Blue Sky, Red Sunset, White Clouds
- Pages: 3
- Word count: 674
- Category: College Example
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Not all colors are the result of subtraction and addition of light. Some colors like the blue sky result from the selective scattering of the colors of light by particles in the atmosphere. The color scattered by the particles depends on the size of the particles themselves.
Violet is scattered more than blue; our eyes are not very sensitive to violet. The scattered blue light predominates, so we see the sky as blue. The Color of the sky varies with the conditions of the atmosphere. On days when the atmosphere contains water vapor, particles of dust, and others bigger than nitrogen and oxygen, the sky appears less blue compared to clear dry days. Why do we have Blue Sky?
The blue color of the sky is due to Rayleigh scattering. As light moves through the atmosphere, most of the longer wavelengths pass straight through. Little of the red, orange and yellow light is affected by the air. However, much of the shorter wavelength light is absorbed by the gas molecules. The absorbed blue light is then radiated in different directions. It gets scattered all around the sky. Whichever direction you look, some of this scattered blue light reaches you. Since you see the blue light from everywhere overhead, the sky looks blue. RED SUNSET
The sky around the setting sun may take on many colors. The most spectacular shows occur when the air contains many small particles of dust or water. These particles reflect light in all directions. Then, as some of the light heads towards you, different amounts of the shorter wavelength colors are scattered out. You see the longer wavelengths, and the sky appears red, pink or orange. Why is the Sunset Red?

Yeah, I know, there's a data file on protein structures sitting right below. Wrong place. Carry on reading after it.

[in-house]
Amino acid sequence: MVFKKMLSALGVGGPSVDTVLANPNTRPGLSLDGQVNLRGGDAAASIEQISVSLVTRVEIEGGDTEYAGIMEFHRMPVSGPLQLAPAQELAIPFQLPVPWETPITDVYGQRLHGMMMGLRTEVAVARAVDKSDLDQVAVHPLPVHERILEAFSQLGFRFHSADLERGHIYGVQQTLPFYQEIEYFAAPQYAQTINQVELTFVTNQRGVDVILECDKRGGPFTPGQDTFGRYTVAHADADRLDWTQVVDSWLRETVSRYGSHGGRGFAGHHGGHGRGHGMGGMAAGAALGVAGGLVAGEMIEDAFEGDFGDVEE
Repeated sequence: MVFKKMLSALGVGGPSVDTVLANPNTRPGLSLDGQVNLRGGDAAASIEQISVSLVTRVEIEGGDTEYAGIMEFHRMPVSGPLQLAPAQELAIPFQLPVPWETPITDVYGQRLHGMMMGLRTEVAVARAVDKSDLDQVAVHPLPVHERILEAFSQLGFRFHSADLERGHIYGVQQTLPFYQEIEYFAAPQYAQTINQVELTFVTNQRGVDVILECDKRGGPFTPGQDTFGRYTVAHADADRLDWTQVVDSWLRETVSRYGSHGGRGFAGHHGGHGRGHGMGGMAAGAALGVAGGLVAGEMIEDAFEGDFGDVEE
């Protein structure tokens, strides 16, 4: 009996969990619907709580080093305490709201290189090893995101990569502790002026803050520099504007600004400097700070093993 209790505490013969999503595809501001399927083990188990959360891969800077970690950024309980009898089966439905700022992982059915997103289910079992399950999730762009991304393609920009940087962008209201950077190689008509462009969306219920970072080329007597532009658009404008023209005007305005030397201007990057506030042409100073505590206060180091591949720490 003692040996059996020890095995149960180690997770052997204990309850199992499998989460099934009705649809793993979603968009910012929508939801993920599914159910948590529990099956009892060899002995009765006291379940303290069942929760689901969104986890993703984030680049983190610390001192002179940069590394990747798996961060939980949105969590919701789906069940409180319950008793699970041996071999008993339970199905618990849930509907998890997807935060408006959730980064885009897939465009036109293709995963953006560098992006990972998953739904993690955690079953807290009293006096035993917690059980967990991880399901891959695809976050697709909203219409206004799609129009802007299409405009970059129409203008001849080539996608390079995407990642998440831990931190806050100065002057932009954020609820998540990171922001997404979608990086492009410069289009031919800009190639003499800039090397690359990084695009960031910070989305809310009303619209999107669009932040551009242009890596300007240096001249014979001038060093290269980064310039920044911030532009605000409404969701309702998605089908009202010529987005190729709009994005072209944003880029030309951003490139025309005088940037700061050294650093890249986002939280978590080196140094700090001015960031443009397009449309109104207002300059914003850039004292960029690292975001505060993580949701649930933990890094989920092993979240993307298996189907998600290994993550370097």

As the sun begins to set, the light must travel farther through the atmosphere before it gets to you. More of the light is reflected and scattered. As less reaches you directly, the sun appears less bright. The color of the sun itself appears to change, first to orange and then to red. This is because even more of the short wavelength blues and greens are now scattered. Only the longer wavelengths are left in the direct beam that reaches your eyes. WHITE CLOUDS
The whiteness of the clouds is due to light of all colors being dispersed by the water/ice of the clouds. Clouds quite a distance away appear yellow due to the blue wavelengths being dispersed more than the yellow and red wavelengths by the air and particles in the air (the ‘clear’ sky is blue!) Not all clouds are pure white; however, for those that are white, it is due to their altitude and the reflection of sunlight. For example, a cirrus cloud has an altitude of approximately 8km above sea level. At such extreme altitudes all high-level clouds are made up only of ice crystals, as the water vapor from which they are initially formed has frozen. Why is the Clouds White?
The ice crystals reflect sunlight. When flying above clouds during the day, they are always bright white. When we get dark clouds, they are so thick that they soak up most of the sunlight or reflect it upwards, and so things aren’t as bright below. Storm clouds are the thickest clouds, and look the darkest from down below, though they still look bright white if we see them from above. Gray color of the clouds is caused by higher clouds casting their shadow on lower-based clouds, or that the clouds are so dense that their top parts absorb most of the sunlight, casting their own shadow along their base, making them dark on the bottom.
Therefore I conclude that not all are the result of subtraction and addition of light. Some colors like the blue sky result from selective scattering of the colors of light by particles in the atmosphere. The color scattered by the particles depends on the size of the particles themselves.
Science and Technology Physics textbook